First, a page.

Author: Dylan King – 2/4
We are living in a time where horror movies are in a stagnant slump. An interesting idea comes to life and gives audiences something to think about, only to be milked and franchised almost immediately. Following in the veins of earlier found footage films, Unfriended (Gabriadze, 2014) adds a new twist to the genre. Instead of someone with a camera filming all the action, the film is entirely set on a persons computer screen. This is definitely a new idea, but comparing the trailers to the actual film, a few things were dropped. Because the characters are supposed to be with their computer at all times, it wouldn’t make sense for them to go outside, and just so happen to place the “camera” in a position to watch them die.
In this regard, any film viewer worth their salt will guess one of two scenarios; it’s a person trying to kill them, or a supernatural force. Whichever way you look at it, you will not be surprised; it’s a ghost. The film revolves around a group of friends who “meet up” via skype or whatever tele-monitor system they use. They notice a stranger is with them, and things escalate to a deadly game of “Never have I ever”. The point of the plot is to figure out who posted an embarrassing video of a friend that lead to their suicide.
To me, this film is a study of the youth culture of the day, and how horrible and selfish they are. If you notice your friend past out in a wretchedly embarrassing situation, chances are you would protect them. But not in this movie, they just film it and share it, leading to constant mockery and cyber-bullying leading to one escape, death. During one of the interactions with the entity, the lead character played by Shelley Hennig, says they don’t deserve what’s happening to them and that they are good people, to which the spirit replies, “We’ll see”. It also says that whoever posted the video steps up, everything will be over. In the end, we find out who posted the video, and instead of fessing up, they lie hoping to be spared by selling out their last remaining friend.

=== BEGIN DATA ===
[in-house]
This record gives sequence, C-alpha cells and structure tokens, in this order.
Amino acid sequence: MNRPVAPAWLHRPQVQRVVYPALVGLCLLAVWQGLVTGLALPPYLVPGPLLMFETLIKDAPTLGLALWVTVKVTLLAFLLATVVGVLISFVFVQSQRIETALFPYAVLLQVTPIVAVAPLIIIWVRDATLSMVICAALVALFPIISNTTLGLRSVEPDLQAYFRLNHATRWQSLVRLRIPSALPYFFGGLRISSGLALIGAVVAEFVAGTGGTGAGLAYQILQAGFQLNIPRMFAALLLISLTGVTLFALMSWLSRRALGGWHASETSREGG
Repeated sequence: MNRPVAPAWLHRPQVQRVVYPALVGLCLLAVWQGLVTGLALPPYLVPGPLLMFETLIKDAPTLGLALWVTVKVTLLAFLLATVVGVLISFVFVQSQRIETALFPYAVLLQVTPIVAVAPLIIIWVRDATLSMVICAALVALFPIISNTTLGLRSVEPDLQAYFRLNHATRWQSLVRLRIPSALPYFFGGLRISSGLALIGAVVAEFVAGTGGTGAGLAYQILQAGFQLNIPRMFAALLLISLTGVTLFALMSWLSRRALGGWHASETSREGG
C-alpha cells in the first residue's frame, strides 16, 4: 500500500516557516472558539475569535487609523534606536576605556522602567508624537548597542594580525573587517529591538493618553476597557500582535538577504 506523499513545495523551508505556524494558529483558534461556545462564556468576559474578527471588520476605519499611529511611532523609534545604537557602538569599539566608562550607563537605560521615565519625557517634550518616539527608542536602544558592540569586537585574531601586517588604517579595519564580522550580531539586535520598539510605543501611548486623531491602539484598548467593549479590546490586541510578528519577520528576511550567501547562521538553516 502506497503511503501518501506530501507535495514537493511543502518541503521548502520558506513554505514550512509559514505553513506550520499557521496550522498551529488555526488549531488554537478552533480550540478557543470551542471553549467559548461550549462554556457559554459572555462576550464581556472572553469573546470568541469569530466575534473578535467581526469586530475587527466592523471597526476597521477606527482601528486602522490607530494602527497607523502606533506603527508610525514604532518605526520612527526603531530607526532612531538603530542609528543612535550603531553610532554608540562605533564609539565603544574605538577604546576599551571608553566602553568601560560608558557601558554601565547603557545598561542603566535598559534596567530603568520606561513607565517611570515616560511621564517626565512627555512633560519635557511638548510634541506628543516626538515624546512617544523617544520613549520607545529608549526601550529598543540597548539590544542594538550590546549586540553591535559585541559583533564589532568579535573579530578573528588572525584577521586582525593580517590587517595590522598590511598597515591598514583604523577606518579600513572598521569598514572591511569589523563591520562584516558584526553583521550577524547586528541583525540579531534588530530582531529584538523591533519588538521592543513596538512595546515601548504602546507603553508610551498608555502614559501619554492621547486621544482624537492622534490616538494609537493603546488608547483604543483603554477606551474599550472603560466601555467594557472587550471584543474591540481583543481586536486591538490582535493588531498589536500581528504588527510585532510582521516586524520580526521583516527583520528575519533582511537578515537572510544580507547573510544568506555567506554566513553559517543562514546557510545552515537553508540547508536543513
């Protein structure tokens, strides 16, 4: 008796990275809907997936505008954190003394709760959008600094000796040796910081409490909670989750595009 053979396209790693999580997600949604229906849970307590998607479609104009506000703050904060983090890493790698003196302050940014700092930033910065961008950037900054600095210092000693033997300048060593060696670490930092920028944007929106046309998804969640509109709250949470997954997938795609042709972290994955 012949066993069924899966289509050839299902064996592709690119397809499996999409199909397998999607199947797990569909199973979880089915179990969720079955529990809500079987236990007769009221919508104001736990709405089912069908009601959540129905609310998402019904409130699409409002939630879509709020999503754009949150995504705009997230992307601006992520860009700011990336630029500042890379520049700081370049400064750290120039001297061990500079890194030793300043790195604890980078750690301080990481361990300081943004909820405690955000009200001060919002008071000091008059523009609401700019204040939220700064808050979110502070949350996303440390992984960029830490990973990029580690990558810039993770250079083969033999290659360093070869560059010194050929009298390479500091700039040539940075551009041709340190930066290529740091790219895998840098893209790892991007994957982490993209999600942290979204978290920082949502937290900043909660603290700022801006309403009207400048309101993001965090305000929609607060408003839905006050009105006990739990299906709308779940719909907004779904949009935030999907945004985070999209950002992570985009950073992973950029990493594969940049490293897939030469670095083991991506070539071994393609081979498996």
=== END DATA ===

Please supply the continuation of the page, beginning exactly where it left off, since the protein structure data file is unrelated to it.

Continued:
The deaths start out rather well, which is a pleasant surprise. Instead of throwing the gore at the audience as soon as possible, the filmmakers go for a subtle approach. The first casualty is a frozen screen of a girl sitting on a stool or something, just staring toward the camera. The mise-en-scene explains what horror has happened. While she sits frozen with a blank expression on her face, there is a broken mirror in the background, showing signs that something is wrong, but what drives home the terror is that she is in the laundry room; a carton of bleach is next to her. Then the camera falls on the floor, and police show up and report there was a suicide. The friends hear this from their feeds, and then the game begins. The rest of the deaths aren’t too gory actually. The second death cuts in and out of the act, which does contain some graphic violence, but it’s the worst of all of them. The film starts out as being smart, but it quickly resorts to jump scares, with loud noises during silence.
All in all, the film is o.k. The acting is overly sophomore, and the conversations and arguments will hopefully make the viewer realize how pathetic and insignificant teenage problems are. The suspense will definitely lure the viewer in, and the jump scares will keep them on their toes. It’s one of those films to watch once if you’re into the genre, but it offers nothing worth returning to for repeat veiwings.